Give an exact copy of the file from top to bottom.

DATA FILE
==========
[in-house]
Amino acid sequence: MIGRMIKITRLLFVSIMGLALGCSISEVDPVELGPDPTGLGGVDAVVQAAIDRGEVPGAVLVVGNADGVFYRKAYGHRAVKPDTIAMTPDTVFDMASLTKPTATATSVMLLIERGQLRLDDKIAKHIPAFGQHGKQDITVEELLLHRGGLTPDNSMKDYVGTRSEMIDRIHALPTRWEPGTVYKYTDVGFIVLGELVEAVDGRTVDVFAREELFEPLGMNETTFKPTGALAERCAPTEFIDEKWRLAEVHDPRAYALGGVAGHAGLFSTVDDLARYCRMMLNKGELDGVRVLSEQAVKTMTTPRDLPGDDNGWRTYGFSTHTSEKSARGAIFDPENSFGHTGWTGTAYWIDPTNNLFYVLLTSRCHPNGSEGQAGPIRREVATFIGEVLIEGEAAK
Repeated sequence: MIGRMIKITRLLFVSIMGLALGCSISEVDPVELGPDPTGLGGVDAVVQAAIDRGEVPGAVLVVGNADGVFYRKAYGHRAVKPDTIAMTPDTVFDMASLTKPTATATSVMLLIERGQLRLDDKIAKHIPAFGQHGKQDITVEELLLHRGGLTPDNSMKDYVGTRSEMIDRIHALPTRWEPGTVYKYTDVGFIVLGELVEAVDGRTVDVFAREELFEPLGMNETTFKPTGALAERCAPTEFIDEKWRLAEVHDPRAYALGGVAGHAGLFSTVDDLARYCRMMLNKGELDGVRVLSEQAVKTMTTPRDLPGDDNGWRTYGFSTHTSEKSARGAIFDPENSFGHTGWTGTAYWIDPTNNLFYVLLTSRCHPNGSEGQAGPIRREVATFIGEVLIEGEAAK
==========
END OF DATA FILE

[in-house]
Amino acid sequence: MIGRMIKITRLLFVSIMGLALGCSISEVDPVELGPDPTGLGGVDAVVQAAIDRGEVPGAVLVVGNADGVFYRKAYGHRAVKPDTIAMTPDTVFDMASLTKPTATATSVMLLIERGQLRLDDKIAKHIPAFGQHGKQDITVEELLLHRGGLTPDNSMKDYVGTRSEMIDRIHALPTRWEPGTVYKYTDVGFIVLGELVEAVDGRTVDVFAREELFEPLGMNETTFKPTGALAERCAPTEFIDEKWRLAEVHDPRAYALGGVAGHAGLFSTVDDLARYCRMMLNKGELDGVRVLSEQAVKTMTTPRDLPGDDNGWRTYGFSTHTSEKSARGAIFDPENSFGHTGWTGTAYWIDPTNNLFYVLLTSRCHPNGSEGQAGPIRREVATFIGEVLIEGEAAK
Repeated sequence: MIGRMIKITRLLFVSIMGLALGCSISEVDPVELGPDPTGLGGVDAVVQAAIDRGEVPGAVLVVGNADGVFYRKAYGHRAVKPDTIAMTPDTVFDMASLTKPTATATSVMLLIERGQLRLDDKIAKHIPAFGQHGKQDITVEELLLHRGGLTPDNSMKDYVGTRSEMIDRIHALPTRWEPGTVYKYTDVGFIVLGELVEAVDGRTVDVFAREELFEPLGMNETTFKPTGALAERCAPTEFIDEKWRLAEVHDPRAYALGGVAGHAGLFSTVDDLARYCRMMLNKGELDGVRVLSEQAVKTMTTPRDLPGDDNGWRTYGFSTHTSEKSARGAIFDPENSFGHTGWTGTAYWIDPTNNLFYVLLTSRCHPNGSEGQAGPIRREVATFIGEVLIEGEAAK